Federal Court Vacates Native Man’s Death Sentence
Indian Country Today
A federal court vacated the death sentence of a Muscogee (Creek) man on Tuesday, August 8, finding the crime took place on Indian land and the state of Oklahoma lacked the jurisdiction to convict him.
Patrick Murphy, 48, was convicted in 2000 of killing another Muscogee (Creek) man, Greg Jacobs, over a dispute involving a woman. Murphy lived with the woman, who had previously been in a relationship with Jacobs. Murphy stabbed Jacobs to death and cut off his genitals, leaving his body on the side of a McIntosh County road.
In its Tuesday ruling, the U.S. Court of Appeals for the 10th Circuit found that since the crime occurred between two Native men and took place on tribal lands, the state of Oklahoma did not have the legal authority to try the case.
In a 2004 appeal, Murphy challenged the state’s jurisdiction, and the Oklahoma Court of Criminal Appeals ruled against him, finding the crime happened on state land. In the Tuesday decision, the 10th circuit disagreed with that ruling, finding the crime occurred on Muscogee (Creek) Nation land.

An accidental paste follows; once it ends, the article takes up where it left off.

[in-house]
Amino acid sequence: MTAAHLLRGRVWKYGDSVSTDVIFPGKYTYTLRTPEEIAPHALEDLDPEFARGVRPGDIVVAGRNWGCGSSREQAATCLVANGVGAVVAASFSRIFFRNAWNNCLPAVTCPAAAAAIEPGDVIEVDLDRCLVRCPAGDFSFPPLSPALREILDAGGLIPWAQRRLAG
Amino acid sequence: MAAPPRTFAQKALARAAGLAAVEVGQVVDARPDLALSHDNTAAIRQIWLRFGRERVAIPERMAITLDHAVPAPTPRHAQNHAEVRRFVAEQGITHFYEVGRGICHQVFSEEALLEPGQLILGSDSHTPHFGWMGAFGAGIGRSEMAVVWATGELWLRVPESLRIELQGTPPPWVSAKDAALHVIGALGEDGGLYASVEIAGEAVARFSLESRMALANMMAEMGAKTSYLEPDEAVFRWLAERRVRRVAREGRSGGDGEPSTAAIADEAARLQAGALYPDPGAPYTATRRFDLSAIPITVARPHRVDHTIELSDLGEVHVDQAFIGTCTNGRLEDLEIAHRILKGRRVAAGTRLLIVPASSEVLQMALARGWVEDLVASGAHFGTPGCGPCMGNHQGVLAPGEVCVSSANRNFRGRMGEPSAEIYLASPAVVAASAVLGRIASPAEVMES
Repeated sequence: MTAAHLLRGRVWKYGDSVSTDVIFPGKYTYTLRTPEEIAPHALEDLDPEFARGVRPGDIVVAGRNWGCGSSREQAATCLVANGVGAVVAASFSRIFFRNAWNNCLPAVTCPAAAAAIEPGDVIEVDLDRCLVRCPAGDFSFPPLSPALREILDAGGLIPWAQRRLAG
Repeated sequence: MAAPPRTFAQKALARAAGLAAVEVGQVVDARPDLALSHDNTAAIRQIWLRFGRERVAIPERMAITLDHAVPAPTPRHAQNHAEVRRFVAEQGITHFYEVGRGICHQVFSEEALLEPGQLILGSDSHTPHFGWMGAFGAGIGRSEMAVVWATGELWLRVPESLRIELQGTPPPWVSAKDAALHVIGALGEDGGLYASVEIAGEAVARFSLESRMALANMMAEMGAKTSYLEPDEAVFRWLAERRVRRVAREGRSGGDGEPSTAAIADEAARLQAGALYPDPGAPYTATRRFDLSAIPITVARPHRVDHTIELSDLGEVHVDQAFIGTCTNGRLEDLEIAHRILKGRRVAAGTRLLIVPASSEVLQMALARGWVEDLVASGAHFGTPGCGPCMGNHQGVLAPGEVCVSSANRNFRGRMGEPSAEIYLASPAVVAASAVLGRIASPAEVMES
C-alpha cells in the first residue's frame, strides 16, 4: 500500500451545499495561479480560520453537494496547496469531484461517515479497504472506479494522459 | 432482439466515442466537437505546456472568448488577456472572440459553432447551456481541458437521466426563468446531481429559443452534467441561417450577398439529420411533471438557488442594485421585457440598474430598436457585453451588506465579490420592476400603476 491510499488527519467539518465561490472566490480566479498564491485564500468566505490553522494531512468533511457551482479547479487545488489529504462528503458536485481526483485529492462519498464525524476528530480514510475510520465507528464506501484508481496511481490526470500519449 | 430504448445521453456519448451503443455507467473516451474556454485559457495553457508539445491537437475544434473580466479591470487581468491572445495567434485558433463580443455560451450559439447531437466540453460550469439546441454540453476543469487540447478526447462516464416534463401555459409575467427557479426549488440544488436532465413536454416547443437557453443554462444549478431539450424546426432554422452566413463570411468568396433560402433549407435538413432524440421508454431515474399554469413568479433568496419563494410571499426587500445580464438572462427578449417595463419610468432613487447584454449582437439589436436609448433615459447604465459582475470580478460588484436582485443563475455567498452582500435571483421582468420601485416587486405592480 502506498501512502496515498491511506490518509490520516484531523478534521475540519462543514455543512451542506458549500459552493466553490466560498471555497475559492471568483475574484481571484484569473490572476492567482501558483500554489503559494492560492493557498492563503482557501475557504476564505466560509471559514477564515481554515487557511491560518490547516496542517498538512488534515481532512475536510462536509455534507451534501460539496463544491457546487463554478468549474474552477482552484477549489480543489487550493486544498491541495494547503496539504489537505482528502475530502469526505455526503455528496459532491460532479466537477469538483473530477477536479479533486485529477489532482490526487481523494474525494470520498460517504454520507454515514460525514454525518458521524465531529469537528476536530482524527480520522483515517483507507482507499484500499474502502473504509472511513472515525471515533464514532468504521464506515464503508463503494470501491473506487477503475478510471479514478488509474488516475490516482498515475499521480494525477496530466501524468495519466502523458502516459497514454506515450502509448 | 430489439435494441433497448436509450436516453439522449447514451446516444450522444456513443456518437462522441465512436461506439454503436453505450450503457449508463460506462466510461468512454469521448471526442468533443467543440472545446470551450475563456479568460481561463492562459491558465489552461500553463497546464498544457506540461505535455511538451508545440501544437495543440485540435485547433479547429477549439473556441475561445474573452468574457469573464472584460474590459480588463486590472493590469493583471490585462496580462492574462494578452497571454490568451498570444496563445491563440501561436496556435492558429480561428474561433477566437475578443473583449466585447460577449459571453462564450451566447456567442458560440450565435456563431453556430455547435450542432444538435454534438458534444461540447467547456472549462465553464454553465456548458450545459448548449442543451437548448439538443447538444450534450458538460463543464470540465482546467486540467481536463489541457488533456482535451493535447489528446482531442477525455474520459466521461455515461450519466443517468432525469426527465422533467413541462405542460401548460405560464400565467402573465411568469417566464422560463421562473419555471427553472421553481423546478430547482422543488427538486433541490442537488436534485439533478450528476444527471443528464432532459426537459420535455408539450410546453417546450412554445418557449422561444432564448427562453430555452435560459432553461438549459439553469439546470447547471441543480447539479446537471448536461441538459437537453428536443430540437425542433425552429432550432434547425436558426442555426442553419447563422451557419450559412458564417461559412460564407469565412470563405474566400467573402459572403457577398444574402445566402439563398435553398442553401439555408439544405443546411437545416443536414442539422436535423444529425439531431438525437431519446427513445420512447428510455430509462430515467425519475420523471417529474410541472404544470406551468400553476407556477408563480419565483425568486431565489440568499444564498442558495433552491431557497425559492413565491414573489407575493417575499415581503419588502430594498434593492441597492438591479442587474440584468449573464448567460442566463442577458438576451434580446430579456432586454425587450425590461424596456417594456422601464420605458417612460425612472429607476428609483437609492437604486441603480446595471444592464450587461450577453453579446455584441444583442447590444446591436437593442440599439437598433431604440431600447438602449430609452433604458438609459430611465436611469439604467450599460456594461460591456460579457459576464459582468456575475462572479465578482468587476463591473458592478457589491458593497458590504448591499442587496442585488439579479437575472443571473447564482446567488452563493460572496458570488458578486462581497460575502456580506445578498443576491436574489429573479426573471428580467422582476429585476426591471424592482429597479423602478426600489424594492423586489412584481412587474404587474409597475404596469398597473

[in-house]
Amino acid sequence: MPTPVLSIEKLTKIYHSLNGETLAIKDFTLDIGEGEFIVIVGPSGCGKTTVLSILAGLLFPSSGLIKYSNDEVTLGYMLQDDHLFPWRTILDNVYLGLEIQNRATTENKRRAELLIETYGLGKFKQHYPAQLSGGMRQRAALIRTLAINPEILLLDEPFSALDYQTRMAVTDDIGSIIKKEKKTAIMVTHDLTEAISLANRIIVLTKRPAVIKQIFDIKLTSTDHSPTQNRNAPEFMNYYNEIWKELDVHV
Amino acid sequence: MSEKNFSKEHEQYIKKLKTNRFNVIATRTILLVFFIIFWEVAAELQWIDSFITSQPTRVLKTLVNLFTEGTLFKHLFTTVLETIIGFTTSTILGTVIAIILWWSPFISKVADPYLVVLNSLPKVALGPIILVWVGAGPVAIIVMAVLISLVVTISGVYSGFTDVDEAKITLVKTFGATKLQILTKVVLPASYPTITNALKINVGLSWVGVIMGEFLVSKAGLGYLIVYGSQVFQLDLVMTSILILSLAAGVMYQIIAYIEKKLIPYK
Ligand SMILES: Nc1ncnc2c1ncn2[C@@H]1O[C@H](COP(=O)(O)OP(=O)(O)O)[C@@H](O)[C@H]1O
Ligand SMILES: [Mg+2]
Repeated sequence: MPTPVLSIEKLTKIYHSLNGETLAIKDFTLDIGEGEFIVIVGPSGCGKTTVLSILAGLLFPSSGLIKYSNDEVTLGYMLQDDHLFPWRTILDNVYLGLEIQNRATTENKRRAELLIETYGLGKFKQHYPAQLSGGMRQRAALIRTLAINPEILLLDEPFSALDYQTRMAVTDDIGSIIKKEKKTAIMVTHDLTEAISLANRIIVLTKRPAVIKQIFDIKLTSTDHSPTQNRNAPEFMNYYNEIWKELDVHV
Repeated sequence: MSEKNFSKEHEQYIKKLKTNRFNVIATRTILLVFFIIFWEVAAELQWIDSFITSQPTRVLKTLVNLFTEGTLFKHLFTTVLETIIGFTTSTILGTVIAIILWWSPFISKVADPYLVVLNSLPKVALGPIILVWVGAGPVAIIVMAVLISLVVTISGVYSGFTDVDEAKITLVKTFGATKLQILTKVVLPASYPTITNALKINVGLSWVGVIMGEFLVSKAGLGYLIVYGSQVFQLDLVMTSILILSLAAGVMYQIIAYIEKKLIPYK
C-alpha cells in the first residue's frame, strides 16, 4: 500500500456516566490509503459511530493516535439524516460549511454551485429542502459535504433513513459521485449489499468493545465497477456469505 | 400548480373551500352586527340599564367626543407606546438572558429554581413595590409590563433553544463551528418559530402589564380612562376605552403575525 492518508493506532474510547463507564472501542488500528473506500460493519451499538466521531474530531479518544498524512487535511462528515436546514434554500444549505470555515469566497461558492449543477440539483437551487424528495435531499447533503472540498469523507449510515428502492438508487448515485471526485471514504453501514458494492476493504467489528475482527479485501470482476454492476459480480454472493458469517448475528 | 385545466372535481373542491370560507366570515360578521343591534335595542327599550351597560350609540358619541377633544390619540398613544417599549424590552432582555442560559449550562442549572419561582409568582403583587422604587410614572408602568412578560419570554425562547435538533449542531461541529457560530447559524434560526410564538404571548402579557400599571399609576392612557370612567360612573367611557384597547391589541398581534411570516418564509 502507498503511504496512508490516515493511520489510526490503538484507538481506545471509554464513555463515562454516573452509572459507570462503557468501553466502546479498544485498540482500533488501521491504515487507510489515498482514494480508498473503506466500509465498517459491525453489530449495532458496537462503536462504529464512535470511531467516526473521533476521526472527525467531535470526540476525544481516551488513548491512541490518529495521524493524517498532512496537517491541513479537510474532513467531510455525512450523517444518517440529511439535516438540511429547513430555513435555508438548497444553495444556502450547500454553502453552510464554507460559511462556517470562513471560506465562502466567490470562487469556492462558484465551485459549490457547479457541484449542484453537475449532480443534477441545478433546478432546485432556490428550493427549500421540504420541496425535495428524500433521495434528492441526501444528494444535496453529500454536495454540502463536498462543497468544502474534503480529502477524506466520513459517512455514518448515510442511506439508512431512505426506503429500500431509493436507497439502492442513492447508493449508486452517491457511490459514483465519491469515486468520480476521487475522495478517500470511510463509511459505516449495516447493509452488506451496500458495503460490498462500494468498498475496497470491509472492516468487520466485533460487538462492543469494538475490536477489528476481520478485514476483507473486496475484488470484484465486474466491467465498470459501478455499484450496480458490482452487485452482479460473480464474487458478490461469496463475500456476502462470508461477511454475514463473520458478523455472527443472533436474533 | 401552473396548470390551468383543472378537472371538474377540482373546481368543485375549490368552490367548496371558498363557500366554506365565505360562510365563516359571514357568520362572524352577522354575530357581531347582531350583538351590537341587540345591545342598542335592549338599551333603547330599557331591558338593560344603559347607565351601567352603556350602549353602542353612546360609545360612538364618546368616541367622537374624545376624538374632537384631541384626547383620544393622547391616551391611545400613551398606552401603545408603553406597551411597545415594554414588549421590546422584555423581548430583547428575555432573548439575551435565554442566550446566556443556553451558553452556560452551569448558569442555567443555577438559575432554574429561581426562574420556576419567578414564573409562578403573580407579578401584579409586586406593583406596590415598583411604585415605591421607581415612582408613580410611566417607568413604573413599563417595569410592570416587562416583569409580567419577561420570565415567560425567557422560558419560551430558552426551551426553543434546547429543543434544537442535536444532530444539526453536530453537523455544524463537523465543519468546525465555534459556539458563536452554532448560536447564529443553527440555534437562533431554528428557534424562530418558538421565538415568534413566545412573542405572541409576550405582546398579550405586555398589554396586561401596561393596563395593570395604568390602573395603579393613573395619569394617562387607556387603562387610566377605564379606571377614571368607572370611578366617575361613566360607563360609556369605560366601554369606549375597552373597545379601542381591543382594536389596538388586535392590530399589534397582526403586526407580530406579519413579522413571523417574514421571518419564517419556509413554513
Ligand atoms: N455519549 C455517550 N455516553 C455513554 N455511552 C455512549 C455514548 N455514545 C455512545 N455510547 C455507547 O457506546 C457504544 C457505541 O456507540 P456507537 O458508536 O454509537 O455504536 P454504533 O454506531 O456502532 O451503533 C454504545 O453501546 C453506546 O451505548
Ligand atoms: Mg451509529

“Mr. Murphy’s state conviction and death sentence are thus invalid,” the 10th Circuit wrote. “The OCCA erred by concluding the state courts had jurisdiction, and the district court erred by concluding the OCCA’s decision was not contrary to clearly established federal law.”
When an Indian is charged with committing a murder in Indian country, the court wrote, he or she must be tried in federal court.
The state of Oklahoma can appeal Tuesday’s ruling, otherwise it will be up to a federal prosecutor in Oklahoma whether to retry the case.
The state is reviewing the decision and will make a determination on how to proceed soon, said Terri Watkins, spokeswoman for the Oklahoma Attorney General’s office.
Murphy had yet to be given an execution date. Executions have been on hold in Oklahoma after a state court ruled in 2015 the state’s execution protocol needed to be overhauled, following a series of failures that include a botched execution, an execution using an unauthorized drug, and a drug mixup that halted another death sentence.
Oklahoma has not carried out a lethal injection in over two years, its longest gap since the mid-1990s.